Conference Town Hotel

Address: Duble Almeyda, 80, Renaca, Vina del Mar, Chile | 3 star hotel
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*Prices above are provided by partners for one room, double occupancy and do not include all taxes and fees. Please see our partners for full details.

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This 3 star hotel, located on Duble Almeyda, 80, Renaca, Vina del Mar, is near Vina Concha y Toro, Renaca, Costanera, and Quinta Vergara.
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          • Spa
          • Outdoor pool
          • Swimming pool
          • Restaurant
          • Bar/lounge


          • Minbar in room
          • Free High-Speed Internet
          • High-speed internet in room (free)
          • Wireless internet connection in room (free)
          • Breakfast Available
          • Wireless internet connection in public areas
          • Non-smoking hotel
          • Non-smoking rooms
          • High-speed internet in room
          • Free parking
          • Family rooms


          • Suites


          • Airport Transportation
          • Meeting rooms/conference facilities
          • Continental Breakfast
          • Multilingual staff
          • Room service
          • Conference facilities
          • Concierge desk
          • Business Services
          • Laundry
          • Meal plan

          TripAdvisor Reviews Conference Town Hotel Vina del Mar

          4.00 of 5 stars Excellent

          Travel Blogs from Vina del Mar

          City of Colour

          A travel blog entry by lolly on Dec 04, 2013

          74 photos

          Amiga Oriana guided us through Valparaiso and introduced us to the amazing colours within. The houses are painted vibrant shades such as mint green, seashell pink, sky blue, and terracotta orange. Furthermore, the culture of graffiti and mural paintings can be seen on nearly every wall, staircase, and hand railing. This is an expressive group of people who love being outside and being social. 'The houses are small because ...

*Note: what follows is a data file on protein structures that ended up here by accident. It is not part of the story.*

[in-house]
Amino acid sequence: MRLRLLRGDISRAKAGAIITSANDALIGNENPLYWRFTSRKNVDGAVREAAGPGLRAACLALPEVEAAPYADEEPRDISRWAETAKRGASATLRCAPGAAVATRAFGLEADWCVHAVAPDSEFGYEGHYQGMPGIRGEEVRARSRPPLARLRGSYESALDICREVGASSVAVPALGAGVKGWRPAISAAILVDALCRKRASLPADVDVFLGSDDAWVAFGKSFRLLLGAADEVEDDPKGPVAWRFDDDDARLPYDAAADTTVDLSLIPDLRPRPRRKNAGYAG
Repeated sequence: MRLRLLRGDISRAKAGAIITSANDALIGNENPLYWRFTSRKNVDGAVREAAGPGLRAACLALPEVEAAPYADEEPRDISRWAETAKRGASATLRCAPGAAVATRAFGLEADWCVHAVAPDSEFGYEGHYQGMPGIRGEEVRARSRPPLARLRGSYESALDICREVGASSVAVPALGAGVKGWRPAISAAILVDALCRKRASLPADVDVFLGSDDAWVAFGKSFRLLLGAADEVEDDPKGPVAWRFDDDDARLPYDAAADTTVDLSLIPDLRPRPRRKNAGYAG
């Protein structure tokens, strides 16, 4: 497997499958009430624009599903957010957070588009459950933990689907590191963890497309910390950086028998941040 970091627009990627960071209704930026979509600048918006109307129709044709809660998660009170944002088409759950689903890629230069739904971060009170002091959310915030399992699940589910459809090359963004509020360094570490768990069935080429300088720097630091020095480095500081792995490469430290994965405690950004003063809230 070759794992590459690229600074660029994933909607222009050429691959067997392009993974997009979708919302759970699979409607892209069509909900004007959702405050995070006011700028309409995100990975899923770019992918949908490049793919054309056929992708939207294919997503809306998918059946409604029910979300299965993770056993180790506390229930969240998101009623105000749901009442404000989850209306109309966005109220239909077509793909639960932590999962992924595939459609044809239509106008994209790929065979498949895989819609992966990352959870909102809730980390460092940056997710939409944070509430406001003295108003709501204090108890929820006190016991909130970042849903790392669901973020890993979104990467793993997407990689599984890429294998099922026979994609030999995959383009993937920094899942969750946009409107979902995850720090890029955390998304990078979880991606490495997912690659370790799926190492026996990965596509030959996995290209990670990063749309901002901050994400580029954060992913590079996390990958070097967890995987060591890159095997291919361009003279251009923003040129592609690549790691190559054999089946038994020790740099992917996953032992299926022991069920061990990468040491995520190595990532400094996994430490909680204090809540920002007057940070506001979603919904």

Valparaiso: a city of many hills and colours

          A travel blog entry by alexennis269 on Jun 17, 2013

          14 photos

          ... to access the west coast of the Americas and Valparaiso began to slump as trade no longer passed through its port. But it was the earthquake of 1906 that truly brought the city to its knees, destroying a large part of it and killing 3,000 people. After this many of the foreigners who had made Valparaiso their home left, taking their wealth with them. Today Valpo still suffers from the economic recoil of this mass exodus with record levels of unemployment and ...

          Our first DIY tour

          A travel blog entry by bananamoozie on Mar 10, 2013

          13 photos

          ... we picked up a map of the area. This had some of the major sights on it too and turned out to be priceless.  When we alighted the metro in Valparaiso we walked in a random ish direction, and stumbled across an ascensor (read funicular).  This was quite cheap, not very well maintained but did its job in raising us up the hillside.  There were lots of them on the map and we assumed we could use them to get around... how wrong, but I´ll get back to that! ...

          First day of classes

          A travel blog entry by kailyn-rose on Mar 04, 2013

          1 comment, 12 photos

          ... then this blog will be a bit more exciting.

          "Sail away from the safe harbor. Catch the trade winds in your sail. Explore. Dream. Discover."~Mark Twain

          P.S. Susie if you are reading this, what type of computer does Nick have? I had to buy a whole new power cord to adapt my computer here because the regular adapter was not working. It cost a good chunk of change and it would be awesome if he could get use out of it too. Mine is a Dell.


          Weekend getaway in Valparaiso

          A travel blog entry by margyandpaul on Jan 13, 2013

          7 comments, 9 photos

          ... of 45 significant hills. The numerous small barrios rise out of the ocean and climb up these hillsides. There are narrow streets and stairs that one can climb to access any one of these colorful and interesting neighborhoods with their shops, hotels, hostels and restaurants. More than 100 years ago, the city constructed
          “acensores” (small cable cars) on several of the steepest ...